213 West 42nd StreetNew York, NY
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President, The New 42nd Street
C.O.O. Lyric Theatre, LLC, General Manager
The largest and newest theater on Broadway, the Lyric was built in 1997 on the site of the former Apollo and original Lyric theatres and combined architectural elements from both to create a pastiche of old and new.
The Lyric and the Apollo (built in 1903 and 1920 respectively) were demolished in 1996 but major architectural elements were protected under their landmark status. The facades from the original Lyric, and the proscenium arch, lobby, and ceiling domes from the Apollo were painstakingly removed, stored, and incorporated into the new theater. The historic dome was set within a new dome and the sidewalls, designed with pilasters and scalloped panels, were reminiscent of the theaters’ original architecture. Newly commissioned murals with a Greek mythological theme that recalls the Apollo’s original concept form a frieze over the side boxes. The new theater was created to present spectacles and large-scale productions such as Ragtime, the 1998 opening show.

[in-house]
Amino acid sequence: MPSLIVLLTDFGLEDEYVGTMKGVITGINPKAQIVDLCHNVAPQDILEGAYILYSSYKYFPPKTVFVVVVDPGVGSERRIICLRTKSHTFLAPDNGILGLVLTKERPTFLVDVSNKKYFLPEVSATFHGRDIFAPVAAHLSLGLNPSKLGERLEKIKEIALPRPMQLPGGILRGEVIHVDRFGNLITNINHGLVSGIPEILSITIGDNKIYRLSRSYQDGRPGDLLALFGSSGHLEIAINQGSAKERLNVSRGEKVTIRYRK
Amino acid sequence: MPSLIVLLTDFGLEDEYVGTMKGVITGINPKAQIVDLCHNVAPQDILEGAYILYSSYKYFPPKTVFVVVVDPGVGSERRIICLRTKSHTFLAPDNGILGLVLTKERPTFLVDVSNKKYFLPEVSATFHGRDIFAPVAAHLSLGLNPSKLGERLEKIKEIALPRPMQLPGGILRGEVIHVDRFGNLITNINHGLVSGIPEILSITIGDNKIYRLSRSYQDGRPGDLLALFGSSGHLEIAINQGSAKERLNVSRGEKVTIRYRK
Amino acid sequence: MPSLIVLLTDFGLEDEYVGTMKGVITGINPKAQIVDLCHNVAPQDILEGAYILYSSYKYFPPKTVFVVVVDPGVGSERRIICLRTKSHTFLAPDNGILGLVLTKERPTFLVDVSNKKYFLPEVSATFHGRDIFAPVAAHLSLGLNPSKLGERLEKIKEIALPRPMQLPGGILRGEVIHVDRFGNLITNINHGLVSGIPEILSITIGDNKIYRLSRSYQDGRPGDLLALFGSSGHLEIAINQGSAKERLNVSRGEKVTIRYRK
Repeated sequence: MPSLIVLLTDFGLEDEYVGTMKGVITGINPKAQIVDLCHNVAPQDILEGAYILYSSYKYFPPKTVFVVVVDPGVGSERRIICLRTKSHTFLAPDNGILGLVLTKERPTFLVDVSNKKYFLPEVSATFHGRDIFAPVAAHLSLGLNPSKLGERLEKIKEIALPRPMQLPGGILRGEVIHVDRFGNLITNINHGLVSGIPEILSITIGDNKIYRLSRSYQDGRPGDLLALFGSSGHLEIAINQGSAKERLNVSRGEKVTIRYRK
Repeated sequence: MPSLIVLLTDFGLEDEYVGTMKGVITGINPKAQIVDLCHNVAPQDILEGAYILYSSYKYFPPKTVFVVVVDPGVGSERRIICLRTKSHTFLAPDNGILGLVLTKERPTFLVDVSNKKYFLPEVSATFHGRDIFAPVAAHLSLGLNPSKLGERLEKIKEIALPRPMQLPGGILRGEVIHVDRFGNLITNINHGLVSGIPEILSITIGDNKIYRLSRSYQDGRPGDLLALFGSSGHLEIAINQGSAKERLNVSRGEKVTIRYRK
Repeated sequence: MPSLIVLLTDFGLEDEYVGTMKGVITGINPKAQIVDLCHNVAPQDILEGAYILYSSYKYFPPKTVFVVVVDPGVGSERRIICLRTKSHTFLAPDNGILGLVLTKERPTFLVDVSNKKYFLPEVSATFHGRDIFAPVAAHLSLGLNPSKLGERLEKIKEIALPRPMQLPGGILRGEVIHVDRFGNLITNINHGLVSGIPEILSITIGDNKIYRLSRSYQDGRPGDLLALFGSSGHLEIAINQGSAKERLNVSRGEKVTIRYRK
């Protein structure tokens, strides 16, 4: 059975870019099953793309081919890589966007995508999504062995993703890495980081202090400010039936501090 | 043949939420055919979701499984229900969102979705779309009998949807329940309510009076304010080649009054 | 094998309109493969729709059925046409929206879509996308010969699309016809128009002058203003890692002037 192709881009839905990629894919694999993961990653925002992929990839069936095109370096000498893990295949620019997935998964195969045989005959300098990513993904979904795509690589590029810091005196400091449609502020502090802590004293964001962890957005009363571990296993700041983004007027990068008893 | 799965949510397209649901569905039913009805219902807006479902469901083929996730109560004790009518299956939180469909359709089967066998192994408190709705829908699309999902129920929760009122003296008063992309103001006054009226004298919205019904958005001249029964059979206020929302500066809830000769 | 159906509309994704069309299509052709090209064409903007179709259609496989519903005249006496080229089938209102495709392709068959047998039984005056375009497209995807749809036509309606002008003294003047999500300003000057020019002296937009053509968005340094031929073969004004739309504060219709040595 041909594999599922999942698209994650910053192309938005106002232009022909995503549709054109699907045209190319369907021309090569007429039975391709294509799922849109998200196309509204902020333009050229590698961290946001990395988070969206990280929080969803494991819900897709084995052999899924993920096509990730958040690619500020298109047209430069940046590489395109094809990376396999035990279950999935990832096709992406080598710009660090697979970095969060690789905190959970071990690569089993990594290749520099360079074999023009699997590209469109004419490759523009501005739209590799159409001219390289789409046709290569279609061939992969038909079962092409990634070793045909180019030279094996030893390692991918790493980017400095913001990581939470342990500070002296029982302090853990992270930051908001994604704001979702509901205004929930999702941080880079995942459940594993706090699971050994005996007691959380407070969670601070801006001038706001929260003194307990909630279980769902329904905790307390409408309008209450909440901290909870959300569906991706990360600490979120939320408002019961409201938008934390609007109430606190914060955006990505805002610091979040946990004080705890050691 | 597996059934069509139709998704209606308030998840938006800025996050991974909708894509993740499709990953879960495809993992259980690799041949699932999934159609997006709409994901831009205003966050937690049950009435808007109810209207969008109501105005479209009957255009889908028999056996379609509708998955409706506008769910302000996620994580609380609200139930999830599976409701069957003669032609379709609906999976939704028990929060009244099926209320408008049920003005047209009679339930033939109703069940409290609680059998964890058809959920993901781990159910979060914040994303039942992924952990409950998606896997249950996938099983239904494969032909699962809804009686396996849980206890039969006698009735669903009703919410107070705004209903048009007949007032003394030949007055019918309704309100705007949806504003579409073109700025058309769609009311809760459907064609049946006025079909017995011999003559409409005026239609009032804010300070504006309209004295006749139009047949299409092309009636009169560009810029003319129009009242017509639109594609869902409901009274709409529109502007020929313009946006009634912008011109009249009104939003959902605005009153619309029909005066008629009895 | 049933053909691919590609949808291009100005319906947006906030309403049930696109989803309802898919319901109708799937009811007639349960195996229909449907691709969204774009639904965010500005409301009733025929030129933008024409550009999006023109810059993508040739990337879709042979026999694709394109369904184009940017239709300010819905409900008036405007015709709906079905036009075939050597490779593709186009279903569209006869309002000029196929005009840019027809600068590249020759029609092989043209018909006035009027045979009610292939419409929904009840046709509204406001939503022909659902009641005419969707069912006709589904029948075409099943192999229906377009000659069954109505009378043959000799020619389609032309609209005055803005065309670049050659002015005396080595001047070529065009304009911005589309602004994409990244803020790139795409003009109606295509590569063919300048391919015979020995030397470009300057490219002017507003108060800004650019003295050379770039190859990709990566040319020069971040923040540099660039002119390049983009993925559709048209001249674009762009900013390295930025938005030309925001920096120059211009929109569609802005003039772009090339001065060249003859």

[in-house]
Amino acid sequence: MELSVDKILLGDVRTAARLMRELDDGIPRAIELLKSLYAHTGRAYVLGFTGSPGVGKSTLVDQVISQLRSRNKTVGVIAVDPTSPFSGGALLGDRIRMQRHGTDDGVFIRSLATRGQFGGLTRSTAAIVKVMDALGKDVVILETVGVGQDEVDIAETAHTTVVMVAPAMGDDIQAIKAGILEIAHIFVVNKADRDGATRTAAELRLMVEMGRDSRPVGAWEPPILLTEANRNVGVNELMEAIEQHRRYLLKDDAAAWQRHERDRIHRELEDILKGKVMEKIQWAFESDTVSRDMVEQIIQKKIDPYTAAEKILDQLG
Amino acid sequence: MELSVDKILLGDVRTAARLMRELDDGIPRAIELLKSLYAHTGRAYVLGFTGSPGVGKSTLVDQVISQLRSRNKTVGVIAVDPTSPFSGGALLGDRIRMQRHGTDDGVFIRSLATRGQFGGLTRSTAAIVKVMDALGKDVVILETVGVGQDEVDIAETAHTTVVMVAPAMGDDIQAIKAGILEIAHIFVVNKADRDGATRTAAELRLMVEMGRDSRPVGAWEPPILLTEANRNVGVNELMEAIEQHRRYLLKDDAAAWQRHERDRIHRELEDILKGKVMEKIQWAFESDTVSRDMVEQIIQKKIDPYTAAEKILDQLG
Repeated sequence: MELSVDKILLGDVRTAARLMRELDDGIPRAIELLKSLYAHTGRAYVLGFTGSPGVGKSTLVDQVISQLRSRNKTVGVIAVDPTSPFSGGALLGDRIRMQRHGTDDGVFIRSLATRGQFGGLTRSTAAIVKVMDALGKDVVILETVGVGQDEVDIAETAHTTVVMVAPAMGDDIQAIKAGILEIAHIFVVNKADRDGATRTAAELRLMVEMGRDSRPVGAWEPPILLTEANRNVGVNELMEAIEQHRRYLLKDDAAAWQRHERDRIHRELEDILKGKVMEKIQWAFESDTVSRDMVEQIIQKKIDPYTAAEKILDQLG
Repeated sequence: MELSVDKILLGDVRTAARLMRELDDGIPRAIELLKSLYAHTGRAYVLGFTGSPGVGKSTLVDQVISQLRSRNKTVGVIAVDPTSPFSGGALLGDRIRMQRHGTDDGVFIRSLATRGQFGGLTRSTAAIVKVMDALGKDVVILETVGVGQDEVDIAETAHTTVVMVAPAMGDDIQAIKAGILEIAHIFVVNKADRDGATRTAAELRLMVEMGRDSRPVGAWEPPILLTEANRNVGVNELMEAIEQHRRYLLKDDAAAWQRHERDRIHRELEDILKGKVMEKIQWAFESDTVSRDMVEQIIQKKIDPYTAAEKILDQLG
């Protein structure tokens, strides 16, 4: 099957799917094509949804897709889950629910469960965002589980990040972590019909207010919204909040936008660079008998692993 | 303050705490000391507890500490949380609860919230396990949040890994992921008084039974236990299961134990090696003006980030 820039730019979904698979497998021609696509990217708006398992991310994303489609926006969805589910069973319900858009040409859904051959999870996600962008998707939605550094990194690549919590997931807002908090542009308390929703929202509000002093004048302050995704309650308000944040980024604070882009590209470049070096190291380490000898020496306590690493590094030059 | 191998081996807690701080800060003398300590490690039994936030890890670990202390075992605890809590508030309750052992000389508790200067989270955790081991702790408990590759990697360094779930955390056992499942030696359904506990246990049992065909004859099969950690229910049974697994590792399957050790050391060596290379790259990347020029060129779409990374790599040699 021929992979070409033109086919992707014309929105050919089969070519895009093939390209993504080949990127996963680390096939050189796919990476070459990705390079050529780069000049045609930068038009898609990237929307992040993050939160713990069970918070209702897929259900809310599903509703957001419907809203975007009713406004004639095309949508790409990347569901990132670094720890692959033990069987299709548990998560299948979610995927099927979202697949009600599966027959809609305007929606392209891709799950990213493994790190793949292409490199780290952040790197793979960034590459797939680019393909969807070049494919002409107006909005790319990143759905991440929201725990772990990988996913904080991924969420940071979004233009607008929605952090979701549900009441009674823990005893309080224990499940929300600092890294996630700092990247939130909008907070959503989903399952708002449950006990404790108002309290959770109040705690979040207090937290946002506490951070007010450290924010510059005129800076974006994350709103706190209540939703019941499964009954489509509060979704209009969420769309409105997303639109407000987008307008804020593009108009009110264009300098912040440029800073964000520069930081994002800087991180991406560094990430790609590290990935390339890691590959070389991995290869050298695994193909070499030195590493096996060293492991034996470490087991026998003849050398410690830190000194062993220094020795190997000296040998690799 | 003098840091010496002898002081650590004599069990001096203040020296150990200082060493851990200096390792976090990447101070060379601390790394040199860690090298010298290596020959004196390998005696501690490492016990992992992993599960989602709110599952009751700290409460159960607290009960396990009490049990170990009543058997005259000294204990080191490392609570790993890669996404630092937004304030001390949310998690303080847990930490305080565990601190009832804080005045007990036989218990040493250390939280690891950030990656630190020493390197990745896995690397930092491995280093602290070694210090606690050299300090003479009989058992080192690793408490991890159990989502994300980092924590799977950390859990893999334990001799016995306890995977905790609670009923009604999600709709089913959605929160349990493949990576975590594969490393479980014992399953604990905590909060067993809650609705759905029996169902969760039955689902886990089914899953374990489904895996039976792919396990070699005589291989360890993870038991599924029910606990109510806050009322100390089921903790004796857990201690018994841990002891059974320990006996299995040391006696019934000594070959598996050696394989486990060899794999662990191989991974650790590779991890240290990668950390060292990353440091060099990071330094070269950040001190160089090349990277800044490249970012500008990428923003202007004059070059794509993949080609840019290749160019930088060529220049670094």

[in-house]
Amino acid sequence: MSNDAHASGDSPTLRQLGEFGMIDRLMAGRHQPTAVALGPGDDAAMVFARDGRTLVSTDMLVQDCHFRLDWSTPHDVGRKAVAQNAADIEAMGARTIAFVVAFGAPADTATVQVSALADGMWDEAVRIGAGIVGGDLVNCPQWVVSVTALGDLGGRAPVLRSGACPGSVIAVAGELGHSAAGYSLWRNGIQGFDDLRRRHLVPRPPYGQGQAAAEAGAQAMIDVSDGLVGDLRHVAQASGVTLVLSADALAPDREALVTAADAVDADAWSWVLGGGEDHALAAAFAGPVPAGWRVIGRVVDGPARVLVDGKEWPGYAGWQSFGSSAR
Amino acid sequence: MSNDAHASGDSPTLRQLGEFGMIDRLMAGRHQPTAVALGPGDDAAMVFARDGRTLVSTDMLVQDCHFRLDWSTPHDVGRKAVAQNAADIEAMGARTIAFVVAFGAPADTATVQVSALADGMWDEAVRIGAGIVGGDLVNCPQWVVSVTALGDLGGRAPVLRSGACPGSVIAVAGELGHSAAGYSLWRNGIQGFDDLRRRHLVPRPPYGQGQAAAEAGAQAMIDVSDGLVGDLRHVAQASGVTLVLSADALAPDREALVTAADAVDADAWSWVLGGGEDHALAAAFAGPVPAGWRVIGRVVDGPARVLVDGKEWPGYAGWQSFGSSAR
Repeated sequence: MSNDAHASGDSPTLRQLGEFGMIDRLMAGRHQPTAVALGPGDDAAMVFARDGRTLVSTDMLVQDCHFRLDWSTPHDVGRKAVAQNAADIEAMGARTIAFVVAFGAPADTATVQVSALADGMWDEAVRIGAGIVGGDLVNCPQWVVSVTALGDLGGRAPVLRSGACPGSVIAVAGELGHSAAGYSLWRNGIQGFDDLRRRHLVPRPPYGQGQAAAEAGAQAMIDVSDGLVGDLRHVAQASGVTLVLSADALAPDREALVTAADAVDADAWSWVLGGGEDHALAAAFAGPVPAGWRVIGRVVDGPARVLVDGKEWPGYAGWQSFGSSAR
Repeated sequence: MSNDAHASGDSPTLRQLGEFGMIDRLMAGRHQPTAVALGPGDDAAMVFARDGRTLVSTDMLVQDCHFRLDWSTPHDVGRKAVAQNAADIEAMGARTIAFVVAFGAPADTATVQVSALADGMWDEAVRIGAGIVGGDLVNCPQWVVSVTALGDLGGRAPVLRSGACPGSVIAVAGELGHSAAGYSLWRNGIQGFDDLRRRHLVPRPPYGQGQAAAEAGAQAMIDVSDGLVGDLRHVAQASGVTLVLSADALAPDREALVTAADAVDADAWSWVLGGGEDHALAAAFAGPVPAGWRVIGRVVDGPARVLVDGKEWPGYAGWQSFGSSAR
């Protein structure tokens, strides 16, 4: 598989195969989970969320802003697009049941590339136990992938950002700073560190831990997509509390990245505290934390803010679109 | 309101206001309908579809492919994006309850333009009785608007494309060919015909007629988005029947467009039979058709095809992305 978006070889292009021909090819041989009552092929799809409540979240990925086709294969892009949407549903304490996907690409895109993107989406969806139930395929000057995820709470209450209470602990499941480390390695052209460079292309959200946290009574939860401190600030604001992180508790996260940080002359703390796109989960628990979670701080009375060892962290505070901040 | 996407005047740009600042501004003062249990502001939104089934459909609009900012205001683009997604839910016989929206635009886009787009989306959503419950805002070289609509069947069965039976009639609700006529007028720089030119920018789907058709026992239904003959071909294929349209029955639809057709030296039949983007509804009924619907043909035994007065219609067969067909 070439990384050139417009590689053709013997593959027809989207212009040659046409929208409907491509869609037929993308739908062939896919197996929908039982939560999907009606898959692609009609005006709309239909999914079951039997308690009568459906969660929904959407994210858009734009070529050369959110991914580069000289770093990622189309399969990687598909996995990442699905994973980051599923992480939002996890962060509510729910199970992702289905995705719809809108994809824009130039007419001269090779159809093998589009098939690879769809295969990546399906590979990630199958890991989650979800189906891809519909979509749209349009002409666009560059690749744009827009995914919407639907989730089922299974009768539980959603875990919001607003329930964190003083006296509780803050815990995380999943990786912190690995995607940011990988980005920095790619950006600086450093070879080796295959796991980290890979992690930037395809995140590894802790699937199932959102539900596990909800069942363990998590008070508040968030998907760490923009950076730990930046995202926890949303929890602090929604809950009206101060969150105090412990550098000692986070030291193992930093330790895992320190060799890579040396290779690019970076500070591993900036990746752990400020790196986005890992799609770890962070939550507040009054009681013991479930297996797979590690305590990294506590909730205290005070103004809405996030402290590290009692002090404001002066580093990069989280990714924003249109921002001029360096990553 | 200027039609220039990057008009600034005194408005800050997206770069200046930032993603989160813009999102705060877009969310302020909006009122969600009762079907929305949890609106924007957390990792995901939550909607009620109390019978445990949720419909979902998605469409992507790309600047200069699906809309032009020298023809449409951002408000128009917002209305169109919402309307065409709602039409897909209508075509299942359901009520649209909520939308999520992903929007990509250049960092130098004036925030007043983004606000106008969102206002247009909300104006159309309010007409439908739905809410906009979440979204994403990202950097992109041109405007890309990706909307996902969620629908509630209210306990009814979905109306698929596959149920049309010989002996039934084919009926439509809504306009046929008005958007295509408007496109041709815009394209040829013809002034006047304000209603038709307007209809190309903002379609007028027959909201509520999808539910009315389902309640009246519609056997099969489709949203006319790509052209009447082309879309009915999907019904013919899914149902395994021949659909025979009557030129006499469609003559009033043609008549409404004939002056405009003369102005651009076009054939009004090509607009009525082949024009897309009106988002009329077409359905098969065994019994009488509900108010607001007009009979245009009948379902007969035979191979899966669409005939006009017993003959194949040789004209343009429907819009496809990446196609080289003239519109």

John Belle was born in Cardiff, Wales. He graduated from the Architectural Association of London.
Belle moved to the United States in 1959 and worked with architects Jose Luis Sert and Victor Gruen before founding the New York firm Beyer Blinder Belle. Three of his projects—Ellis Island, Grand Central Terminal, and the Delaware Aqueduct—have won the prestigious Presidential Design Award, the nation's highest design award for public architecture. Belle continues to focus on projects in urban sites and highly visible public architecture. A popular lecturer both in the United States and abroad, Belle also served a term as a member of the Commission of Fine Arts in Washington, DC. Belle still practices with Beyer Blinder Belle.
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